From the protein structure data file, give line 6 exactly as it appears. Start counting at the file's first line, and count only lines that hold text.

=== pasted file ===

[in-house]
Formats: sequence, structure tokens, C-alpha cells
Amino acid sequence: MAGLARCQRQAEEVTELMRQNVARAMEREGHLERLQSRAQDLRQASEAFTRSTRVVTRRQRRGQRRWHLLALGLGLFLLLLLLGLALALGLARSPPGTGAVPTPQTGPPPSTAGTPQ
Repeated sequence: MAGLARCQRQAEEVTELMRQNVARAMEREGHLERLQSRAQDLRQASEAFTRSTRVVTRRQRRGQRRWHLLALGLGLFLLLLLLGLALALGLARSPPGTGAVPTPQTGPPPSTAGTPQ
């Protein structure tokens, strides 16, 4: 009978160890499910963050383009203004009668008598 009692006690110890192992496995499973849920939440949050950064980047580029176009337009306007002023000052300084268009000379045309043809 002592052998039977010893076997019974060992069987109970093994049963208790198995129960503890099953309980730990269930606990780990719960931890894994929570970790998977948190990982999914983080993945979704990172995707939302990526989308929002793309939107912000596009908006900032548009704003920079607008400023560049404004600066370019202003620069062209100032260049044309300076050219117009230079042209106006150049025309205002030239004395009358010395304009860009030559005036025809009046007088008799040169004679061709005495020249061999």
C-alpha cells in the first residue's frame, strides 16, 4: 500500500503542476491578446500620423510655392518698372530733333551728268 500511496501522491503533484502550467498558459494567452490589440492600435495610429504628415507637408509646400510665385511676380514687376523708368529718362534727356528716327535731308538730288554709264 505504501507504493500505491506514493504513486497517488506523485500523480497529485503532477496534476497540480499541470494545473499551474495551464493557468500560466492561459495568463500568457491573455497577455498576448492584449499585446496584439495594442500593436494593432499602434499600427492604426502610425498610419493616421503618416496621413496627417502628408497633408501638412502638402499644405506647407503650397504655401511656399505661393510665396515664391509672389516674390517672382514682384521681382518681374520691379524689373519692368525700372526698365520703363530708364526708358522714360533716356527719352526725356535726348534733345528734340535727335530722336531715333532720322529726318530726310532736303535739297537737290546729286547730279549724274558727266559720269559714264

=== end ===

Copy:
C-alpha cells in the first residue's frame, strides 16, 4: 500500500503542476491578446500620423510655392518698372530733333551728268 500511496501522491503533484502550467498558459494567452490589440492600435495610429504628415507637408509646400510665385511676380514687376523708368529718362534727356528716327535731308538730288554709264 505504501507504493500505491506514493504513486497517488506523485500523480497529485503532477496534476497540480499541470494545473499551474495551464493557468500560466492561459495568463500568457491573455497577455498576448492584449499585446496584439495594442500593436494593432499602434499600427492604426502610425498610419493616421503618416496621413496627417502628408497633408501638412502638402499644405506647407503650397504655401511656399505661393510665396515664391509672389516674390517672382514682384521681382518681374520691379524689373519692368525700372526698365520703363530708364526708358522714360533716356527719352526725356535726348534733345528734340535727335530722336531715333532720322529726318530726310532736303535739297537737290546729286547730279549724274558727266559720269559714264